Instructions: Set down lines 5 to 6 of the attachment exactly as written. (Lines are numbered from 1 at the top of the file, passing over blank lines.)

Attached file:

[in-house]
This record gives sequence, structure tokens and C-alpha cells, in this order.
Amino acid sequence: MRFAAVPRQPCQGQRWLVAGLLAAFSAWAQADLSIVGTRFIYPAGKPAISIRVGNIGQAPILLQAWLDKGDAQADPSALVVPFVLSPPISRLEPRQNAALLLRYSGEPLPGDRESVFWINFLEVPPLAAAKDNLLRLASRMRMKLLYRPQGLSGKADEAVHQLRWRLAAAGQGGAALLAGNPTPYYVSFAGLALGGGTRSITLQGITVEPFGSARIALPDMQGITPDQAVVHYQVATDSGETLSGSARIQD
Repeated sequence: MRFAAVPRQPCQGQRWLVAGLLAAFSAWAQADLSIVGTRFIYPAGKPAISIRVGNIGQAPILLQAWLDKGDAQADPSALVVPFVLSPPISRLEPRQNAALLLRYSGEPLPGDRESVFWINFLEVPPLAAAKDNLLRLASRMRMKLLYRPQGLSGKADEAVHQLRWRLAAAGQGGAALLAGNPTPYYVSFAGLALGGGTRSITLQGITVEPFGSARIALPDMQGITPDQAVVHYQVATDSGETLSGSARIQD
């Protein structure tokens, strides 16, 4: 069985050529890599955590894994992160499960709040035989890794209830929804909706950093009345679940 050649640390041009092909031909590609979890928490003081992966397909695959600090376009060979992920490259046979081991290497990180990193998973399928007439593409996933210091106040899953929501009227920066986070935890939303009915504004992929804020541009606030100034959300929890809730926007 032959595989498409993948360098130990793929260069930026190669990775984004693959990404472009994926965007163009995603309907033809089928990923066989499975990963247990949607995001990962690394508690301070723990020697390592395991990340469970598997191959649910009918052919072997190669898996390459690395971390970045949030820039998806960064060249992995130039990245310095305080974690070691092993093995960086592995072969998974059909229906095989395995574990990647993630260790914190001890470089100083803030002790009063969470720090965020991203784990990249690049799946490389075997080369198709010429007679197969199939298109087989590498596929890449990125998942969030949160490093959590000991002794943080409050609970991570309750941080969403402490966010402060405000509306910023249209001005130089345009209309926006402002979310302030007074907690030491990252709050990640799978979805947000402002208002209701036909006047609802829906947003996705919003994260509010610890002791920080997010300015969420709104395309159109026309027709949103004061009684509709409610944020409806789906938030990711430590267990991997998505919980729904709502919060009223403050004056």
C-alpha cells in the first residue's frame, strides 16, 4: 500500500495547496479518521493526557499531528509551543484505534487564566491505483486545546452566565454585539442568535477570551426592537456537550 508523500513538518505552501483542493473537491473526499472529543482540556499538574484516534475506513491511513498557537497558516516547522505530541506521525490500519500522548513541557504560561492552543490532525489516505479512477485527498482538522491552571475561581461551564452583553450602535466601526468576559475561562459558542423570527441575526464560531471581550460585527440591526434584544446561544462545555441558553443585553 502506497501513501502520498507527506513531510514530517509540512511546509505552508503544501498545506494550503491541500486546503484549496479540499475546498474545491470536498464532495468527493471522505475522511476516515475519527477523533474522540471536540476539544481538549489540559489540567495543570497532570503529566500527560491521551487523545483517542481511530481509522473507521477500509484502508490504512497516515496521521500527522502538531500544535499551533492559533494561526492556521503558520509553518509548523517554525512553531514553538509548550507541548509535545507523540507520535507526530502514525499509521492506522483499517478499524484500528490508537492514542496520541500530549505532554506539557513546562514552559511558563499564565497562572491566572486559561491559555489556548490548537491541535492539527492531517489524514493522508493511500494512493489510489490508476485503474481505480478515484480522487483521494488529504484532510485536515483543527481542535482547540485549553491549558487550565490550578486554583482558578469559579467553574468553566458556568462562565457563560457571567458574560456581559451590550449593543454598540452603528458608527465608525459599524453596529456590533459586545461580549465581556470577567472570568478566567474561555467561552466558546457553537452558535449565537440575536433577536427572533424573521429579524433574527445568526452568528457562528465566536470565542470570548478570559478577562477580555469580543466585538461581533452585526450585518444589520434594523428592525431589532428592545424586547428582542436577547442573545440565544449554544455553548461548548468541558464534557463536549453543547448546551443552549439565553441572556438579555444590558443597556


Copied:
């Protein structure tokens, strides 16, 4: 069985050529890599955590894994992160499960709040035989890794209830929804909706950093009345679940 050649640390041009092909031909590609979890928490003081992966397909695959600090376009060979992920490259046979081991290497990180990193998973399928007439593409996933210091106040899953929501009227920066986070935890939303009915504004992929804020541009606030100034959300929890809730926007 032959595989498409993948360098130990793929260069930026190669990775984004693959990404472009994926965007163009995603309907033809089928990923066989499975990963247990949607995001990962690394508690301070723990020697390592395991990340469970598997191959649910009918052919072997190669898996390459690395971390970045949030820039998806960064060249992995130039990245310095305080974690070691092993093995960086592995072969998974059909229906095989395995574990990647993630260790914190001890470089100083803030002790009063969470720090965020991203784990990249690049799946490389075997080369198709010429007679197969199939298109087989590498596929890449990125998942969030949160490093959590000991002794943080409050609970991570309750941080969403402490966010402060405000509306910023249209001005130089345009209309926006402002979310302030007074907690030491990252709050990640799978979805947000402002208002209701036909006047609802829906947003996705919003994260509010610890002791920080997010300015969420709104395309159109026309027709949103004061009684509709409610944020409806789906938030990711430590267990991997998505919980729904709502919060009223403050004056």
C-alpha cells in the first residue's frame, strides 16, 4: 500500500495547496479518521493526557499531528509551543484505534487564566491505483486545546452566565454585539442568535477570551426592537456537550 508523500513538518505552501483542493473537491473526499472529543482540556499538574484516534475506513491511513498557537497558516516547522505530541506521525490500519500522548513541557504560561492552543490532525489516505479512477485527498482538522491552571475561581461551564452583553450602535466601526468576559475561562459558542423570527441575526464560531471581550460585527440591526434584544446561544462545555441558553443585553 502506497501513501502520498507527506513531510514530517509540512511546509505552508503544501498545506494550503491541500486546503484549496479540499475546498474545491470536498464532495468527493471522505475522511476516515475519527477523533474522540471536540476539544481538549489540559489540567495543570497532570503529566500527560491521551487523545483517542481511530481509522473507521477500509484502508490504512497516515496521521500527522502538531500544535499551533492559533494561526492556521503558520509553518509548523517554525512553531514553538509548550507541548509535545507523540507520535507526530502514525499509521492506522483499517478499524484500528490508537492514542496520541500530549505532554506539557513546562514552559511558563499564565497562572491566572486559561491559555489556548490548537491541535492539527492531517489524514493522508493511500494512493489510489490508476485503474481505480478515484480522487483521494488529504484532510485536515483543527481542535482547540485549553491549558487550565490550578486554583482558578469559579467553574468553566458556568462562565457563560457571567458574560456581559451590550449593543454598540452603528458608527465608525459599524453596529456590533459586545461580549465581556470577567472570568478566567474561555467561552466558546457553537452558535449565537440575536433577536427572533424573521429579524433574527445568526452568528457562528465566536470565542470570548478570559478577562477580555469580543466585538461581533452585526450585518444589520434594523428592525431589532428592545424586547428582542436577547442573545440565544449554544455553548461548548468541558464534557463536549453543547448546551443552549439565553441572556438579555444590558443597556